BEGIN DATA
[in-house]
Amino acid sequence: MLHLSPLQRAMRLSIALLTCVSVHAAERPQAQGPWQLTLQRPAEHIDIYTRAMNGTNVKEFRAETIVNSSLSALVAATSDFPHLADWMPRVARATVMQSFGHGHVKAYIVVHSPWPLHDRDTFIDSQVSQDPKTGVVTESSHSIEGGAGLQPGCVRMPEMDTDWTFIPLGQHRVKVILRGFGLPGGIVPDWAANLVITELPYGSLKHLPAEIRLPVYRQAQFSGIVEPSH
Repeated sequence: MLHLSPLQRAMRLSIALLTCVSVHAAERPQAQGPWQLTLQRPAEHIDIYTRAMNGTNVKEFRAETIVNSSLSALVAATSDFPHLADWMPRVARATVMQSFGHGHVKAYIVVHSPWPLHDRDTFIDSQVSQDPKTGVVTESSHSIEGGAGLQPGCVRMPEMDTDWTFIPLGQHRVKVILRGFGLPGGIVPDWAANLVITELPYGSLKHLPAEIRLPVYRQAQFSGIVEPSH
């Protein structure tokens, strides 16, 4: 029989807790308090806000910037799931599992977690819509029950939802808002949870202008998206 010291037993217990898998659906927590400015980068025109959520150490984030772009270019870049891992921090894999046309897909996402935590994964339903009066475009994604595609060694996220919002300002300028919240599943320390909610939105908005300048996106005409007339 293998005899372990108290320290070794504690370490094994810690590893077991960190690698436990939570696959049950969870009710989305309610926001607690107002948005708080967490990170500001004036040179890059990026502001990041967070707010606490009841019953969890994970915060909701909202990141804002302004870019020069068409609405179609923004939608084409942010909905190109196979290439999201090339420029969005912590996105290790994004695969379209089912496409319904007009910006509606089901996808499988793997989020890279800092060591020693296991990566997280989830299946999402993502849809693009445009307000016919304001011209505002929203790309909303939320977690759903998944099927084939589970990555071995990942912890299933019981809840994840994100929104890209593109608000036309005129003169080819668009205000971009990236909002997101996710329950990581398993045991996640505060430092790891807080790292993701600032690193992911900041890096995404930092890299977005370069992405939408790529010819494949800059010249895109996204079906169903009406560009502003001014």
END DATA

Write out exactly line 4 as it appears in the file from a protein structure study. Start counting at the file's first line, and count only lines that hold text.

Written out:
């Protein structure tokens, strides 16, 4: 029989807790308090806000910037799931599992977690819509029950939802808002949870202008998206 010291037993217990898998659906927590400015980068025109959520150490984030772009270019870049891992921090894999046309897909996402935590994964339903009066475009994604595609060694996220919002300002300028919240599943320390909610939105908005300048996106005409007339 293998005899372990108290320290070794504690370490094994810690590893077991960190690698436990939570696959049950969870009710989305309610926001607690107002948005708080967490990170500001004036040179890059990026502001990041967070707010606490009841019953969890994970915060909701909202990141804002302004870019020069068409609405179609923004939608084409942010909905190109196979290439999201090339420029969005912590996105290790994004695969379209089912496409319904007009910006509606089901996808499988793997989020890279800092060591020693296991990566997280989830299946999402993502849809693009445009307000016919304001011209505002929203790309909303939320977690759903998944099927084939589970990555071995990942912890299933019981809840994840994100929104890209593109608000036309005129003169080819668009205000971009990236909002997101996710329950990581398993045991996640505060430092790891807080790292993701600032690193992911900041890096995404930092890299977005370069992405939408790529010819494949800059010249895109996204079906169903009406560009502003001014």